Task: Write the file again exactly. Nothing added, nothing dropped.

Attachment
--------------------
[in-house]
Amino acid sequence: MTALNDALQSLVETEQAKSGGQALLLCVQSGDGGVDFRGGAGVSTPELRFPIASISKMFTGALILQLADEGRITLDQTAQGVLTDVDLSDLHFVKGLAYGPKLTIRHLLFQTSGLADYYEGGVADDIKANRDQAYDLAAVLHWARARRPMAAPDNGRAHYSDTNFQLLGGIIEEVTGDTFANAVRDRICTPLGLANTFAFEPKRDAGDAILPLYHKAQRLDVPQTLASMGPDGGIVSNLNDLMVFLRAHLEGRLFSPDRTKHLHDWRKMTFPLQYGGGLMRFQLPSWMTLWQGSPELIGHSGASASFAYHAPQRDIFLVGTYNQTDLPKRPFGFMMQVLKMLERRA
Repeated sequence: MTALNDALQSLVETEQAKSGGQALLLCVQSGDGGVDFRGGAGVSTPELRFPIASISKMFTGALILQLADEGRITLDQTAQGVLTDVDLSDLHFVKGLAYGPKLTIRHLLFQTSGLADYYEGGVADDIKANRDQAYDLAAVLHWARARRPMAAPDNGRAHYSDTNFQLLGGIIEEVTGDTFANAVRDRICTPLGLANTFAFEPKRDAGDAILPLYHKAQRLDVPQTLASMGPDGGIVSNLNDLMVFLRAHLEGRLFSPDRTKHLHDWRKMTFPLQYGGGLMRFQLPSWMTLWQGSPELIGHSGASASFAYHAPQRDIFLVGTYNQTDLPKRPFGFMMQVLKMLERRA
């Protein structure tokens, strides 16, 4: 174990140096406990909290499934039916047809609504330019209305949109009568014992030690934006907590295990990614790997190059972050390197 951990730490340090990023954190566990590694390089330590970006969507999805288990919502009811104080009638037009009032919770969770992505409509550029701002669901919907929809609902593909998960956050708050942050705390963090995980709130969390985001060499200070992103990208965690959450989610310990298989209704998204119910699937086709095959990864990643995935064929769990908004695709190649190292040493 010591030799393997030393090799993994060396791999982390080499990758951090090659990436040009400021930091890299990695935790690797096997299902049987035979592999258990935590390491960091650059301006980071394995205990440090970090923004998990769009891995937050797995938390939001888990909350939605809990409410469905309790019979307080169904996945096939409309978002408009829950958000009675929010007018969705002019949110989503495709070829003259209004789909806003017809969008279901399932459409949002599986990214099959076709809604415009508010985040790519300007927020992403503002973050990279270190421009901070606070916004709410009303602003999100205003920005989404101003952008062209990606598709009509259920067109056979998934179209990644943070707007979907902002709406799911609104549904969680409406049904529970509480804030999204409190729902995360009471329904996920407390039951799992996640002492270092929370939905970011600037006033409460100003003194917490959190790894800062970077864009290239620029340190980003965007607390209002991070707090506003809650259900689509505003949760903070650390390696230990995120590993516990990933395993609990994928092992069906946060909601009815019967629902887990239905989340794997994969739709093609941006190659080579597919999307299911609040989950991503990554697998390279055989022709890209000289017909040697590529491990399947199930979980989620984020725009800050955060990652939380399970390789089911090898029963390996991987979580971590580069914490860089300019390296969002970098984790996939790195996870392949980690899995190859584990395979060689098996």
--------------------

[in-house]
Amino acid sequence: MTALNDALQSLVETEQAKSGGQALLLCVQSGDGGVDFRGGAGVSTPELRFPIASISKMFTGALILQLADEGRITLDQTAQGVLTDVDLSDLHFVKGLAYGPKLTIRHLLFQTSGLADYYEGGVADDIKANRDQAYDLAAVLHWARARRPMAAPDNGRAHYSDTNFQLLGGIIEEVTGDTFANAVRDRICTPLGLANTFAFEPKRDAGDAILPLYHKAQRLDVPQTLASMGPDGGIVSNLNDLMVFLRAHLEGRLFSPDRTKHLHDWRKMTFPLQYGGGLMRFQLPSWMTLWQGSPELIGHSGASASFAYHAPQRDIFLVGTYNQTDLPKRPFGFMMQVLKMLERRA
Repeated sequence: MTALNDALQSLVETEQAKSGGQALLLCVQSGDGGVDFRGGAGVSTPELRFPIASISKMFTGALILQLADEGRITLDQTAQGVLTDVDLSDLHFVKGLAYGPKLTIRHLLFQTSGLADYYEGGVADDIKANRDQAYDLAAVLHWARARRPMAAPDNGRAHYSDTNFQLLGGIIEEVTGDTFANAVRDRICTPLGLANTFAFEPKRDAGDAILPLYHKAQRLDVPQTLASMGPDGGIVSNLNDLMVFLRAHLEGRLFSPDRTKHLHDWRKMTFPLQYGGGLMRFQLPSWMTLWQGSPELIGHSGASASFAYHAPQRDIFLVGTYNQTDLPKRPFGFMMQVLKMLERRA
């Protein structure tokens, strides 16, 4: 174990140096406990909290499934039916047809609504330019209305949109009568014992030690934006907590295990990614790997190059972050390197 951990730490340090990023954190566990590694390089330590970006969507999805288990919502009811104080009638037009009032919770969770992505409509550029701002669901919907929809609902593909998960956050708050942050705390963090995980709130969390985001060499200070992103990208965690959450989610310990298989209704998204119910699937086709095959990864990643995935064929769990908004695709190649190292040493 010591030799393997030393090799993994060396791999982390080499990758951090090659990436040009400021930091890299990695935790690797096997299902049987035979592999258990935590390491960091650059301006980071394995205990440090970090923004998990769009891995937050797995938390939001888990909350939605809990409410469905309790019979307080169904996945096939409309978002408009829950958000009675929010007018969705002019949110989503495709070829003259209004789909806003017809969008279901399932459409949002599986990214099959076709809604415009508010985040790519300007927020992403503002973050990279270190421009901070606070916004709410009303602003999100205003920005989404101003952008062209990606598709009509259920067109056979998934179209990644943070707007979907902002709406799911609104549904969680409406049904529970509480804030999204409190729902995360009471329904996920407390039951799992996640002492270092929370939905970011600037006033409460100003003194917490959190790894800062970077864009290239620029340190980003965007607390209002991070707090506003809650259900689509505003949760903070650390390696230990995120590993516990990933395993609990994928092992069906946060909601009815019967629902887990239905989340794997994969739709093609941006190659080579597919999307299911609040989950991503990554697998390279055989022709890209000289017909040697590529491990399947199930979980989620984020725009800050955060990652939380399970390789089911090898029963390996991987979580971590580069914490860089300019390296969002970098984790996939790195996870392949980690899995190859584990395979060689098996």